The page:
VoIP and 911

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Voice over Internet Protocol (VoIP) is a technology for communicating using “Internet protocol” instead of traditional analog systems.

VoIP converts the voice signal from your telephone into a digital signal that can travel over the Internet. Depending on the type of VoIP service, you can make a VoIP call from a computer, a special VoIP phone, or a traditional phone with or without an adapter. In addition, wireless "hot spots" in public locations such as airports, parks and cafes allow you to connect to the Internet, and may enable you to use VoIP service wirelessly. 

Calling 9-1-1

When you call 9-1-1 from a traditional telephone, in most cases, the call is sent to a Public Safety Answering Point (PSAP) – known in Sandy Springs as ChatComm.  Within the PSAP center, personnel can identify your location and direct the closest emergency personnel to that location. 

Users of VoIP need to understand that VoIP 911 calls present possible challenges:    

  • Call may not connect to the PSAP, or may improperly ring to the administrative line of the PSAP, which may not be staffed after hours, or by trained 911 operators.
  • VoIP 911 calls may correctly connect to the PSAP, but not automatically transmit the user’s phone number and/or location information.
  • VoIP service may not work during a power outage, or when the Internet connection fails or becomes overloaded.

What Should You Do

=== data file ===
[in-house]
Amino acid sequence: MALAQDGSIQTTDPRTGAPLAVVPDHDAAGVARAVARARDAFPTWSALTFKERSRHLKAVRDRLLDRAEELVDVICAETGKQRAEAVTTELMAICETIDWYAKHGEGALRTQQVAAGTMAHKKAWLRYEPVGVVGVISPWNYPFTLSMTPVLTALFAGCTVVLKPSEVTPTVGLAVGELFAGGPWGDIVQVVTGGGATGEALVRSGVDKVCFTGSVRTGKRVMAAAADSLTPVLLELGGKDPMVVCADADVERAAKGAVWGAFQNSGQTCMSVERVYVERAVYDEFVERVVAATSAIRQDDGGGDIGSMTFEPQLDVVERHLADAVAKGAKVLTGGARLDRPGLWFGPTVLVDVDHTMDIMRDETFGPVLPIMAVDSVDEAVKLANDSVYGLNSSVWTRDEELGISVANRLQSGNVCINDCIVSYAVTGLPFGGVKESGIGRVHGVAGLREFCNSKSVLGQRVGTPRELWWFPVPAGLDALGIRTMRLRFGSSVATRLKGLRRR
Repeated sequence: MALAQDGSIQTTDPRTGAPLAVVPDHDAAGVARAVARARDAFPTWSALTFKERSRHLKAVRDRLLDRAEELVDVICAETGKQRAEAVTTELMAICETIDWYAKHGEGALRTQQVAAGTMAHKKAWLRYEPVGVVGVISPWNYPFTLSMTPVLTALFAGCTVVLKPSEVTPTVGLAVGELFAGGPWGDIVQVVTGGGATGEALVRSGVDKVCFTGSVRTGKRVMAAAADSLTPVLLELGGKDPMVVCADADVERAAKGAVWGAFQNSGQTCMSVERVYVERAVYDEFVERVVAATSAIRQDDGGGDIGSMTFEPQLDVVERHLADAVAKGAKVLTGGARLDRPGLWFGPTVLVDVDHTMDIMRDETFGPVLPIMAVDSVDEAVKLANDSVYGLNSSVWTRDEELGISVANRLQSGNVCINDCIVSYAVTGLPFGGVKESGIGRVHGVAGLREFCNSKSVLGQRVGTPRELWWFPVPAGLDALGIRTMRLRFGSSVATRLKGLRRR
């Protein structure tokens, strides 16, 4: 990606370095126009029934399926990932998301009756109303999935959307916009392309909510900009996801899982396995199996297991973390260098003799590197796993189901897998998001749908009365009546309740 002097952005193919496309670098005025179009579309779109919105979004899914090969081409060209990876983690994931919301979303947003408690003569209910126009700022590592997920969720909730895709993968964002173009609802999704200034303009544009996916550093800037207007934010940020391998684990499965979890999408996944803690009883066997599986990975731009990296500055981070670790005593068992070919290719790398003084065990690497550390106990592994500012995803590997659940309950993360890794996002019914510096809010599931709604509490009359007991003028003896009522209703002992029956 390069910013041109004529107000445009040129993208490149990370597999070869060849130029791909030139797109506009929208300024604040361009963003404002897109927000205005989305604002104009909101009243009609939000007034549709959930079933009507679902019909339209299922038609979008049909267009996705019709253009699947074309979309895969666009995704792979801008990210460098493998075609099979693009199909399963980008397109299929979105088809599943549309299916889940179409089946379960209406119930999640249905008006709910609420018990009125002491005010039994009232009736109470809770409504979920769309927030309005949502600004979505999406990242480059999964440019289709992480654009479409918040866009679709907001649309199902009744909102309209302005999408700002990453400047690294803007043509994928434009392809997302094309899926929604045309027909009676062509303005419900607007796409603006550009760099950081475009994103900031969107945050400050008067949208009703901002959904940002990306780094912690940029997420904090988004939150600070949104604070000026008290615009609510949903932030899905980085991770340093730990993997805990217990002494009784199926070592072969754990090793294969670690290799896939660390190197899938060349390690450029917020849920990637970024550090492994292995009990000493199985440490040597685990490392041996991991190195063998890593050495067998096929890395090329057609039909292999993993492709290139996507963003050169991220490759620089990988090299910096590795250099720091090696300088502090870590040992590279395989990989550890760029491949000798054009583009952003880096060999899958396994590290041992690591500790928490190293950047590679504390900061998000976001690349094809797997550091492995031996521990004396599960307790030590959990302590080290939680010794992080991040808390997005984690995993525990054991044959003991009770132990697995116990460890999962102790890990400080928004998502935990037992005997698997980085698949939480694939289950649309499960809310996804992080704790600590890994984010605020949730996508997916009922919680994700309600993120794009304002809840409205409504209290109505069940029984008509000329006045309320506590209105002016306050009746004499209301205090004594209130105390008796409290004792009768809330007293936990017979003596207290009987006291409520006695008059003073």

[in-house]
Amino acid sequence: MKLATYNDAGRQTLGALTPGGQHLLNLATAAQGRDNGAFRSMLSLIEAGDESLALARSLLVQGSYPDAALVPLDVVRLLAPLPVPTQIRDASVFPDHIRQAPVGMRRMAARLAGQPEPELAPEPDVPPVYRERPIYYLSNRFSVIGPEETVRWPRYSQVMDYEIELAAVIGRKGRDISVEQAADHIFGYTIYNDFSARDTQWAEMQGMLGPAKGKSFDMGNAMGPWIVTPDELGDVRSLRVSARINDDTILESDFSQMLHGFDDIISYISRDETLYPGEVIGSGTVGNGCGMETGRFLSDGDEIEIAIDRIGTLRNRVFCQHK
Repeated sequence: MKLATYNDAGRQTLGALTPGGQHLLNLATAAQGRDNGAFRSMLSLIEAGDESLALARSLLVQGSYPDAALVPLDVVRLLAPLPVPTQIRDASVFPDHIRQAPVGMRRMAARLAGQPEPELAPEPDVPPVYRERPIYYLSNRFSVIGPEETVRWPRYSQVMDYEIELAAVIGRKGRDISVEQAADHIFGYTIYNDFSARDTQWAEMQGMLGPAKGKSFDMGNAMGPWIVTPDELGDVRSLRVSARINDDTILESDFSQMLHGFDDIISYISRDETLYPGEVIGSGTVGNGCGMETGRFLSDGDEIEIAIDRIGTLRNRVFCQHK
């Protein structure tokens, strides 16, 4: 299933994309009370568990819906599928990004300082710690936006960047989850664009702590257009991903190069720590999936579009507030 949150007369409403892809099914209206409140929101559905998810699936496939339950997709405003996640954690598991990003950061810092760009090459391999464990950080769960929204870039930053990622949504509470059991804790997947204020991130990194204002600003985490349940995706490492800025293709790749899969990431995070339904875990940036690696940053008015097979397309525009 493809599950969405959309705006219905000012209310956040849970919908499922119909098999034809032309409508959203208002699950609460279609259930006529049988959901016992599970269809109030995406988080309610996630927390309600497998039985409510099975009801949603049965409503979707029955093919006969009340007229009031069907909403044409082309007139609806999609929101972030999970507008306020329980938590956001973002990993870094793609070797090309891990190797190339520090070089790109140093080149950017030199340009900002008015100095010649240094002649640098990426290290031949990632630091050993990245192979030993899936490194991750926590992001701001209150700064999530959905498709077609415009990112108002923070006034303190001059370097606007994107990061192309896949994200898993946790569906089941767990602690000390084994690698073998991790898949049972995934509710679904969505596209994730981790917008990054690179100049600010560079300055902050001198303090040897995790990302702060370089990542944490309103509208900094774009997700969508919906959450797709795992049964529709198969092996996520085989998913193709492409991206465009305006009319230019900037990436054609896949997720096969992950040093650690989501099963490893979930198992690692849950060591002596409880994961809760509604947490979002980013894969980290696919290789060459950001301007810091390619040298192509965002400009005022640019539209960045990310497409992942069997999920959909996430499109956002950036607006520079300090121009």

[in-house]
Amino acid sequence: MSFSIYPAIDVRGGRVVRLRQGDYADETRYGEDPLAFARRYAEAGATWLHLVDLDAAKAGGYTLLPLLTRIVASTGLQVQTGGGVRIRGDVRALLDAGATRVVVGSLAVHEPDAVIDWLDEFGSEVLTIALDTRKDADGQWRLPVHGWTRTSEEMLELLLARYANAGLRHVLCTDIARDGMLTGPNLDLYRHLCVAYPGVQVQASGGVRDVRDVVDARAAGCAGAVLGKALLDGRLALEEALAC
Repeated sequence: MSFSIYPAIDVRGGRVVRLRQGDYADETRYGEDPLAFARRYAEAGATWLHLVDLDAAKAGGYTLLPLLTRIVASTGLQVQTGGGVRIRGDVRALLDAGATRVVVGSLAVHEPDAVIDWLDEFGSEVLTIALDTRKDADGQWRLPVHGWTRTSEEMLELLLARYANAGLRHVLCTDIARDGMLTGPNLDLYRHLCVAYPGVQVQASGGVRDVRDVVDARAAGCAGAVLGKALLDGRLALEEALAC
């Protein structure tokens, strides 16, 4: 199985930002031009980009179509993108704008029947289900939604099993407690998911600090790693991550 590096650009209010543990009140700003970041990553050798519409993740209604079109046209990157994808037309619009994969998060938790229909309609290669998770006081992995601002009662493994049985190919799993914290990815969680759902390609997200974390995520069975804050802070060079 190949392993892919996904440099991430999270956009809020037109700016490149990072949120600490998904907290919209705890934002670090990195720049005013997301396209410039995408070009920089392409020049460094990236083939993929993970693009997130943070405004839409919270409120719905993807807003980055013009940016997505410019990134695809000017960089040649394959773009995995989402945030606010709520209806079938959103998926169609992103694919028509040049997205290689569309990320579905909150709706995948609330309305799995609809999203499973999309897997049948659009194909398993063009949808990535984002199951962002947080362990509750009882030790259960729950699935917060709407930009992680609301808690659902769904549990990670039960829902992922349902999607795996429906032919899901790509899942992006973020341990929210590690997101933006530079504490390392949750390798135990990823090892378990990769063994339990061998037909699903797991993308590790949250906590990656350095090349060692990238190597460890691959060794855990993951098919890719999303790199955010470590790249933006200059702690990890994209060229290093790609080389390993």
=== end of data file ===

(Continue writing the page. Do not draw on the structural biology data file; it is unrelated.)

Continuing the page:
• VoIP customers need to make sure that their physical location is provided to their VoIP providers, and that this information is updated if the customer changes locations.  Be familiar with your provider’s procedures for updating your address.
  • Have a clear understanding of any limitations of your 911 services, and plan ahead for any possible interruptions. 
  • Make sure children, babysitters and visitors know about your VoIP service and any 911 limitations.
  • Consider installing a backup power supply, maintaining a traditional phone line or having a wireless phone as a backup should power outages occur, or your Internet connection goes down.  [Remember to make sure that your cellular phone company has your correct physical location as well]
  • Also know that PSAPs are not able to receive text, photos and video

For more information about interconnected VoIP and 911, visit the Federal Communications Commission (FCC) VoIP 911 website.

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